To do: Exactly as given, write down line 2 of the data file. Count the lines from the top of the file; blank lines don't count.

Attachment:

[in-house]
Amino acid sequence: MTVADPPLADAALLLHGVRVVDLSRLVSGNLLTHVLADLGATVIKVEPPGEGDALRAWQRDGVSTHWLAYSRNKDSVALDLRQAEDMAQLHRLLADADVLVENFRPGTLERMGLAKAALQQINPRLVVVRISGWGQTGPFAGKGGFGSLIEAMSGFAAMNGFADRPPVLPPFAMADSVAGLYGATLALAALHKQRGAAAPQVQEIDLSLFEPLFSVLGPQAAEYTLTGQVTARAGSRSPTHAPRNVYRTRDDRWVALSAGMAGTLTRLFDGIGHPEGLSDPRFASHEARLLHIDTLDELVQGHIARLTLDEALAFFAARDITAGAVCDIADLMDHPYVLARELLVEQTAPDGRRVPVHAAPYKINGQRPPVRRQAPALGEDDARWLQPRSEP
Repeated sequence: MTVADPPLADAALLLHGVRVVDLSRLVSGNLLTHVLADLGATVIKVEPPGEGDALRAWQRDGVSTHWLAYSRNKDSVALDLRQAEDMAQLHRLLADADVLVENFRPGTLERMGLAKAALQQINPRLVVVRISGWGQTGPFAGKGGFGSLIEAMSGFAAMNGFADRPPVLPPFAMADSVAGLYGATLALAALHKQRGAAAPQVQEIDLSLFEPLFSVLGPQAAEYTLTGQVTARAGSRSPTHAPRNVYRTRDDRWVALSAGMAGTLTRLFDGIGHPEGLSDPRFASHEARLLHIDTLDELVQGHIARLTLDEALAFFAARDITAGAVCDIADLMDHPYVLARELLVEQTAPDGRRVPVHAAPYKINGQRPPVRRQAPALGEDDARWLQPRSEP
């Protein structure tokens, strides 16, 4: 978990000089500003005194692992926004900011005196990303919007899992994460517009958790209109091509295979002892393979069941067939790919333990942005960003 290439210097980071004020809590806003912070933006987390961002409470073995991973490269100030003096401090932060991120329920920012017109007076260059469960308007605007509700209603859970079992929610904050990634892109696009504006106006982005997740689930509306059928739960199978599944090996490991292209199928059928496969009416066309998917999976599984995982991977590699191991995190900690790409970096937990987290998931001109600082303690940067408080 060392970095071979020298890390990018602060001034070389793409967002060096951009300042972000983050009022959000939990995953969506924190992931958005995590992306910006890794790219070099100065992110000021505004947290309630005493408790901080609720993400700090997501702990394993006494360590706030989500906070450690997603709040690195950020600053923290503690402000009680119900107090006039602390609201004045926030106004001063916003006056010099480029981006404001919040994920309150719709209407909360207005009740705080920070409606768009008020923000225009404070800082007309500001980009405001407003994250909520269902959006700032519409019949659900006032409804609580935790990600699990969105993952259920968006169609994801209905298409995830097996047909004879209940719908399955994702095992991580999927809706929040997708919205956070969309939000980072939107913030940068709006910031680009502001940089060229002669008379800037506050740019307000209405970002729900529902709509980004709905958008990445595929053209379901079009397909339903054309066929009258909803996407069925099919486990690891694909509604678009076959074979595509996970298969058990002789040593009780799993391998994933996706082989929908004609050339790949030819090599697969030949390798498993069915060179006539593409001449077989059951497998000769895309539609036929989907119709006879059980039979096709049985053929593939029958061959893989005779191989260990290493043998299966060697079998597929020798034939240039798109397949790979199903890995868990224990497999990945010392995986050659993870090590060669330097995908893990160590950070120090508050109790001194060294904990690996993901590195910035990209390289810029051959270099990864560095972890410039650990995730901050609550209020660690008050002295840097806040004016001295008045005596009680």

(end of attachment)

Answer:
Amino acid sequence: MTVADPPLADAALLLHGVRVVDLSRLVSGNLLTHVLADLGATVIKVEPPGEGDALRAWQRDGVSTHWLAYSRNKDSVALDLRQAEDMAQLHRLLADADVLVENFRPGTLERMGLAKAALQQINPRLVVVRISGWGQTGPFAGKGGFGSLIEAMSGFAAMNGFADRPPVLPPFAMADSVAGLYGATLALAALHKQRGAAAPQVQEIDLSLFEPLFSVLGPQAAEYTLTGQVTARAGSRSPTHAPRNVYRTRDDRWVALSAGMAGTLTRLFDGIGHPEGLSDPRFASHEARLLHIDTLDELVQGHIARLTLDEALAFFAARDITAGAVCDIADLMDHPYVLARELLVEQTAPDGRRVPVHAAPYKINGQRPPVRRQAPALGEDDARWLQPRSEP